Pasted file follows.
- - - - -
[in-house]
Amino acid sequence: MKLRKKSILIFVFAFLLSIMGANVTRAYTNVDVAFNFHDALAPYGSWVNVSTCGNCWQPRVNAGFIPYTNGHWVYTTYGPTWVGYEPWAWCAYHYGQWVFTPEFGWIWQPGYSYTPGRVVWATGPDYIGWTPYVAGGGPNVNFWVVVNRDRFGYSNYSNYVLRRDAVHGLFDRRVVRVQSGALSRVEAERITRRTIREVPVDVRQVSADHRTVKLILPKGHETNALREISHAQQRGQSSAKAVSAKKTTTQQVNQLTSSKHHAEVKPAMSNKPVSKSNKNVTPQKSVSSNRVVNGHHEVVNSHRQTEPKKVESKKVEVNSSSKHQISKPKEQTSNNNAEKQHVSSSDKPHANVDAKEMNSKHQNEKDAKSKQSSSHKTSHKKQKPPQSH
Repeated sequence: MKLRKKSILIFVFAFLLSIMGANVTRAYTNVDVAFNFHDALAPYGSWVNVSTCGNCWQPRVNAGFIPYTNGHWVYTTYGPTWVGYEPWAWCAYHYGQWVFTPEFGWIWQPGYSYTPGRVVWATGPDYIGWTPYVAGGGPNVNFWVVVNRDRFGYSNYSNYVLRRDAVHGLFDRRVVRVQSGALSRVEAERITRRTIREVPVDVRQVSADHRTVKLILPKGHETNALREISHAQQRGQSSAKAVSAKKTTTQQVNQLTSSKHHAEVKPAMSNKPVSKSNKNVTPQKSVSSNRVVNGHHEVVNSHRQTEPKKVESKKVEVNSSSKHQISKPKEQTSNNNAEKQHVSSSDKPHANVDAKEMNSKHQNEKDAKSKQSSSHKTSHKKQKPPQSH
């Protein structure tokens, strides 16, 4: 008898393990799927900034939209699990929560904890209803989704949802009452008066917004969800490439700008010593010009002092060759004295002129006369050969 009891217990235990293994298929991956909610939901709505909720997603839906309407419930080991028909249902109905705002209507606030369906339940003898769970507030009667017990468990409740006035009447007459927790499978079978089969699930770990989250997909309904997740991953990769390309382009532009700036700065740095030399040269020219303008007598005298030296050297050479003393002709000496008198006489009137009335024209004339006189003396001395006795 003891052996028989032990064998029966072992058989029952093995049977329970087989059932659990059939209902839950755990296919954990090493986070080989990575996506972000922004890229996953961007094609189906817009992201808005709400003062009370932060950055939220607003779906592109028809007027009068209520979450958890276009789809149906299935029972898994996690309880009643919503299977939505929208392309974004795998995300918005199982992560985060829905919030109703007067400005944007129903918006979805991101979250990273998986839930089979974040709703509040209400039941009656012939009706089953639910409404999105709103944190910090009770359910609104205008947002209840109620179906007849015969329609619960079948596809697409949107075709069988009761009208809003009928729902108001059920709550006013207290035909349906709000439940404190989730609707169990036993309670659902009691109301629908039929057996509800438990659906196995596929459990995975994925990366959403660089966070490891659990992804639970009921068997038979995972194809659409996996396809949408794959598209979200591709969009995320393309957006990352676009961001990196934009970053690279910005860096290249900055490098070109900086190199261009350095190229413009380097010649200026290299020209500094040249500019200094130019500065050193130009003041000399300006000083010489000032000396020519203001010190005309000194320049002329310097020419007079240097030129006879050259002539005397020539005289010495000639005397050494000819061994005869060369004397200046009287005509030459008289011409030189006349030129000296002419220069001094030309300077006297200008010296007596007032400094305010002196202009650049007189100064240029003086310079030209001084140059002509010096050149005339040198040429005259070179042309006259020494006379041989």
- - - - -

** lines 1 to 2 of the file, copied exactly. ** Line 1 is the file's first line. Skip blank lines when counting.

[in-house]
Amino acid sequence: MKLRKKSILIFVFAFLLSIMGANVTRAYTNVDVAFNFHDALAPYGSWVNVSTCGNCWQPRVNAGFIPYTNGHWVYTTYGPTWVGYEPWAWCAYHYGQWVFTPEFGWIWQPGYSYTPGRVVWATGPDYIGWTPYVAGGGPNVNFWVVVNRDRFGYSNYSNYVLRRDAVHGLFDRRVVRVQSGALSRVEAERITRRTIREVPVDVRQVSADHRTVKLILPKGHETNALREISHAQQRGQSSAKAVSAKKTTTQQVNQLTSSKHHAEVKPAMSNKPVSKSNKNVTPQKSVSSNRVVNGHHEVVNSHRQTEPKKVESKKVEVNSSSKHQISKPKEQTSNNNAEKQHVSSSDKPHANVDAKEMNSKHQNEKDAKSKQSSSHKTSHKKQKPPQSH